New outpatient protocol for COVID-19?

DuPage Medical Group uses aspirin, supplements for COVID-19 treatment

With the rising number of COVID-19 cases in Illinois, a group of more than 750 doctors has piloted a COVID-19 protocol that the group feels is promising.

In mid-October, the DuPage Medical Group began using aspirin, Pepcid, zinc, iron and vitamins C and D for its patients who have tested positive for COVID-19, according to Dr. Mathew Philip, internal medicine physician and medical director of clinical innovation at DMG.

“We’ve been keeping in touch with the latest research since the pandemic began,” Philip said. “What I was noticing was that a lot of the research tends to focus on the people who are hospitalized. But the vast majority, greater than 90%, are treated outpatient. But there’s not one treatment for patients who are hospitalized.”

Philip said he works in a high-risk clinic, so he typically sees patients with emphysema, heart failure, kidney disease and diabetes – patients at higher risk for severe COVID-19.

Philip said the main factors contributing to severe illness were blood clots and inflammation. Inpatient treatment has included aspirin and other blood thinners and dexamethasone, a powerful steroid, he said.

So Philip said he worked with a infectious disease specialist, two pulmonary and critical doctors, and two emergency department doctors to develop the new outpatient therapeutic consideration protocol to support COVID-19 patients early in their illness.

“The very first patient we used this on had underlying medical conditions,” Philip said.

In addition to fatigue and fevers, this patient and her husband had gastrointestinal and respiratory symptoms, he said. So he suggested they follow the protocol.

“They were doing better by the next day,” Philip said.

Philip said the couple continued to progress and made a full recovery. Out of the first 20 patients who used the protocol, only one was hospitalized, he said. And these were all high-risk patients.

“And she was 40,” Philip said of the one who was hospitalized. “She was hospitalized with blood clots and made a full recovery.

“Since then, DMG doctors have used the protocol with hundreds of normal-risk patients, including those in the Joliet area, and all patients have done well.”

“I have not heard of any hospitalizations,” he said.

Philip said some patients’ symptoms have been so mild while using this protocol, they find it hard to believe they have COVID-19.

But DMG doctors received confirmation through testing for the presence of the virus and then later followed up with antibody tests, he said.

“Using this outpatient strategy allows us to support our COVID-19 patients early in their illness, before they require hospitalization,” Dr. Mia Taormina, chair of the infectious disease department at DMG, said in a news release from DMG. “We have seen success using these therapeutic strategies among our highest risk COVID-19 patients and look forward to standardizing this approach organization-wide in the coming days.”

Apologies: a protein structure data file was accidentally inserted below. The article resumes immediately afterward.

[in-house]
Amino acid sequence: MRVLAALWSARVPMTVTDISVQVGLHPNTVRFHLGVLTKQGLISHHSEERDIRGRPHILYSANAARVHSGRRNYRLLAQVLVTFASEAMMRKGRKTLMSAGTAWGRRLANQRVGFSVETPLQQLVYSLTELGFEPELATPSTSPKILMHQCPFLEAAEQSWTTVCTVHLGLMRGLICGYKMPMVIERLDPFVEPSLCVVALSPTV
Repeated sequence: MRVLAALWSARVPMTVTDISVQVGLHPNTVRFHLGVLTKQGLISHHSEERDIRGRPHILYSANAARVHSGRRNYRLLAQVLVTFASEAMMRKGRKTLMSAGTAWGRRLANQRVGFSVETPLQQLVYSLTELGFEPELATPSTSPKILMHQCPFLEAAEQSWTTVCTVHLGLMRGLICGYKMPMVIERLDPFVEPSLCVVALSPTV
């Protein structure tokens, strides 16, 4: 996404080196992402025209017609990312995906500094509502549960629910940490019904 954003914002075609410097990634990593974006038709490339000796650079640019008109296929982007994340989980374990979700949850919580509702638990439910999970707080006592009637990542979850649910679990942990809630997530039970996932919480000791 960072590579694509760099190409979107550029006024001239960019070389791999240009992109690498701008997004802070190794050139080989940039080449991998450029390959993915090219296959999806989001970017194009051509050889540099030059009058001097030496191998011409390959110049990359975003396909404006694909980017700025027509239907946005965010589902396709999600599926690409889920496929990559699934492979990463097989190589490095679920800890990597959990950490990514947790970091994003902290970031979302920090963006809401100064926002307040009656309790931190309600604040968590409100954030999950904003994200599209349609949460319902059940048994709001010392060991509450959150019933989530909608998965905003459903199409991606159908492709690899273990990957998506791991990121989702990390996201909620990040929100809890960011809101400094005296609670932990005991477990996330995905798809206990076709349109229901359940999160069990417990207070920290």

Philip cited a recent study from the University of Maryland School that researchers said provided "cautious optimism" in the use of aspirin in the treatment of COVID-19 patients.

In the study, researchers looked through the medical records of 412 COVID-19 patients, who were hospitalized because of the virus. About a fourth of the patients were taking low-dose aspirin to manage cardiovascular disease.

Researchers found patients on aspirin therapy were 44% less like to be placed on a ventilator, 43% less likely to be admitted to an intensive care unit and 47% less likely to die in the hospital.

Earlier this month, it was announced that the world's largest clinical trial (6,000 patients and 176 hospital sites in the United Kingdom) of treatments for patients hospitalized with COVID-19 will now investigate aspirin, too.

What about the vitamin supplements?

Cleveland Clinic Journal of Medicine said that, although a number of studies suggest zinc and vitamins C and D "may have biologic plausibility for the prevention and treatment of COVID-19," additional research is needed.

Other studies suggest low levels of vitamin D may contribute to severe COVID-19. But if, when and how to supplement are all questions that need further study.

The research on iron is controversial, with some studies exploring the relationship iron has on the disease and concern about the safety of supplementation.

However, a study from Hartford HealthCare may support the benefit of Pepcid in patients with COVID-19.

After seeing that 85 of 900 patients had taken Pepcid while hospitalized, researchers noted two things: Those taking Pepcid had a 45% reduced risk of dying in the hospital and a 48% reduced risk of needing a ventilator.

The Pepcid website said Pepcid is "not indicated for the treatment or prevention of COVID-19."

Philip stressed the DMG protocol is only for adult patients. He said patients should not supplement without talking to their doctors first. Or they may schedule a visit with a DMG doctor.

He also said the protocol is not a substitute for social distancing, wearing face masks and frequent handwashing. Philip also doesn’t want patients taking the virus lightly; he wants them to be as safe as possible during this time.

“This is only adding another layer of protection,” he said.

In addition to Philip and Taormina, the the following DMG doctors also helped develop the therapeutic consideration protocol: Dr. Jonathan Claud (immediate care), Dr. Ravi Nemivant (pulmonary medicine and critical care) and Dr. Ted Shieh (immediate care).